Ginkgo Biloba Study
7 Healthcast: Ginkgo Biloba Study
This is one of the first large studies to look at the effectiveness of ginkgo biloba in the elderly, and the results are not memorable.
Four years ago Dave Stern noticed his memory was slipping.
"You get real frustrated and depressed."
At 53, Dave was diagnosed with Alzheimer's disease. Doctors put him on a serious of drugs along with the herb gingko biloba.
"The way I've come back you wouldn't believe how much better I am than what I use to be."
But some experts question if the herb is the reason why. The results of a new study may suggest it's not. Researchers at Williams College put the herb to the test. They looked at 230 people, elderly adults, over 60 years old. About half of the participants were given ginkgo three times a day for six weeks, which is what manufacturers recommend. The other half of the group took placebos. After six weeks, all the participants were tested.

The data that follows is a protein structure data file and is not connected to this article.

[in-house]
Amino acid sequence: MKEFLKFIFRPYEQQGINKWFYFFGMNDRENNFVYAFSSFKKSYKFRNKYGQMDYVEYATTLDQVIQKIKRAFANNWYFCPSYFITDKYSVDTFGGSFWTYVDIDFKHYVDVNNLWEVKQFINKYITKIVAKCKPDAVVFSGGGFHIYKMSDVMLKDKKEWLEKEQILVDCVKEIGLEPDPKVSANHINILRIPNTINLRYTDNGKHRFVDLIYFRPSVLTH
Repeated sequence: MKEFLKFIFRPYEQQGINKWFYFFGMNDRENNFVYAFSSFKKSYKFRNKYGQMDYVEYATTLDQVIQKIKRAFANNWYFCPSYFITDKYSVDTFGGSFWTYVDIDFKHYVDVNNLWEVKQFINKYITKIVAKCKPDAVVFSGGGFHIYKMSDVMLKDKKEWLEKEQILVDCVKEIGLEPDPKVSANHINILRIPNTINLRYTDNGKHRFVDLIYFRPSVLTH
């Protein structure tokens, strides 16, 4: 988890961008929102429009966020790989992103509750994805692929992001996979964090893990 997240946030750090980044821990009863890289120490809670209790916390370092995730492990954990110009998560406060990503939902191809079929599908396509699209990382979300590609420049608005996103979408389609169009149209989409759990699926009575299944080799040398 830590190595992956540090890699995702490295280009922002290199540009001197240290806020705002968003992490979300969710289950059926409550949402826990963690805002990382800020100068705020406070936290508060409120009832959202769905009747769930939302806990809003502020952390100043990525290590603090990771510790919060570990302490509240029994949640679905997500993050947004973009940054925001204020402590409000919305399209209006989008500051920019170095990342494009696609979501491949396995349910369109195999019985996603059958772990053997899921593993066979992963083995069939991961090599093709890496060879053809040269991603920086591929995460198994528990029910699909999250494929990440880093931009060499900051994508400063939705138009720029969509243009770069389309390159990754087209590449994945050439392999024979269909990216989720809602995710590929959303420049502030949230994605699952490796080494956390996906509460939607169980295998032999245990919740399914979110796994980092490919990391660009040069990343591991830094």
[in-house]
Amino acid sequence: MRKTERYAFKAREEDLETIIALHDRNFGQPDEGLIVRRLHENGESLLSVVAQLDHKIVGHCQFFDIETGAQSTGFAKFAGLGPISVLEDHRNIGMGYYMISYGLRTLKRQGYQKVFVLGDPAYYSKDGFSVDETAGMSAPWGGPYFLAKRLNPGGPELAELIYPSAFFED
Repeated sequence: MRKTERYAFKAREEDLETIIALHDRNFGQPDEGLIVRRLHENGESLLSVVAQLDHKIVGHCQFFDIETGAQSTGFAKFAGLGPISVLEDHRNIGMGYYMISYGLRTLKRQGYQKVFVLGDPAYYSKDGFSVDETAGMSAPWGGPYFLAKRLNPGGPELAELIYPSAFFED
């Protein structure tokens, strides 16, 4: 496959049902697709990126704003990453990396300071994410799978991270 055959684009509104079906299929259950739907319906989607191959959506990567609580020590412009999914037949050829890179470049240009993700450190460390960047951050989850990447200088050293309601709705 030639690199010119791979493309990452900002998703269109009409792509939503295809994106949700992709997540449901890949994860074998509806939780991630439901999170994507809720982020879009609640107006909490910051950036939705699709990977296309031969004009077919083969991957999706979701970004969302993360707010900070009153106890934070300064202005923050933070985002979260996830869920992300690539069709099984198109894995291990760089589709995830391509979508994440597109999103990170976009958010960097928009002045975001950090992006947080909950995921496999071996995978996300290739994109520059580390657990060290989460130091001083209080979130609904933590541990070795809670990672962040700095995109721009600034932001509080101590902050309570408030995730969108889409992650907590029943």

"We ran 14 different tests of learning, memory and attention and concentration, and on none of these tests did we find any difference between the participants in the study who took ginkgo and those who took the placebo."
According to their research - ginkgo didn't work. The people in the study agreed.
"The patients told us their memories were no different on ginkgo or on placebo, and their companions, typically a spouse or a friend, were also unable to detect any difference."
Dr. Solomon says you should think twice about using gingko biloba - adding people should consider only medications that have been FDA approved.
Like all herbal supplements on the market, ginkgo biloba is not FDA approved.